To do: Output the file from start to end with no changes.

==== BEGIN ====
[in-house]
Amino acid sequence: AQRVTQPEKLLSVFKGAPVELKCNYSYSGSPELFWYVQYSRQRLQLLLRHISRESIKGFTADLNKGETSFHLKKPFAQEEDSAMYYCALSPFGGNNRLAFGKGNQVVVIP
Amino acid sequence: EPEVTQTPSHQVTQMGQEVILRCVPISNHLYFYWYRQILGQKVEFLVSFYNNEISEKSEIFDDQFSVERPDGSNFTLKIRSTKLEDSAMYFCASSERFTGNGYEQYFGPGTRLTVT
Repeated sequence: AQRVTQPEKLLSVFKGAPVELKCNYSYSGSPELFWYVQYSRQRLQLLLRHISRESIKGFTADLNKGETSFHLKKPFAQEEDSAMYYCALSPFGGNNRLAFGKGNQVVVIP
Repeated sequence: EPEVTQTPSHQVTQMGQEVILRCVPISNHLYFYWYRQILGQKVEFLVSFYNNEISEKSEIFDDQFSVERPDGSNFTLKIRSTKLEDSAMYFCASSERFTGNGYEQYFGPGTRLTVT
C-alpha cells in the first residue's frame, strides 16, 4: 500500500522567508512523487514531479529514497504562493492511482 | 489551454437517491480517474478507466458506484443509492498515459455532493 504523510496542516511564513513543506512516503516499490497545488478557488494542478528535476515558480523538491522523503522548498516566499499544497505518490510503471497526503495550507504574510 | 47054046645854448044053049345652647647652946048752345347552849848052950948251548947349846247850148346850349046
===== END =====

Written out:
[in-house]
Amino acid sequence: AQRVTQPEKLLSVFKGAPVELKCNYSYSGSPELFWYVQYSRQRLQLLLRHISRESIKGFTADLNKGETSFHLKKPFAQEEDSAMYYCALSPFGGNNRLAFGKGNQVVVIP
Amino acid sequence: EPEVTQTPSHQVTQMGQEVILRCVPISNHLYFYWYRQILGQKVEFLVSFYNNEISEKSEIFDDQFSVERPDGSNFTLKIRSTKLEDSAMYFCASSERFTGNGYEQYFGPGTRLTVT
Repeated sequence: AQRVTQPEKLLSVFKGAPVELKCNYSYSGSPELFWYVQYSRQRLQLLLRHISRESIKGFTADLNKGETSFHLKKPFAQEEDSAMYYCALSPFGGNNRLAFGKGNQVVVIP
Repeated sequence: EPEVTQTPSHQVTQMGQEVILRCVPISNHLYFYWYRQILGQKVEFLVSFYNNEISEKSEIFDDQFSVERPDGSNFTLKIRSTKLEDSAMYFCASSERFTGNGYEQYFGPGTRLTVT
C-alpha cells in the first residue's frame, strides 16, 4: 500500500522567508512523487514531479529514497504562493492511482 | 489551454437517491480517474478507466458506484443509492498515459455532493 504523510496542516511564513513543506512516503516499490497545488478557488494542478528535476515558480523538491522523503522548498516566499499544497505518490510503471497526503495550507504574510 | 47054046645854448044053049345652647647652946048752345347552849848052950948251548947349846247850148346850349046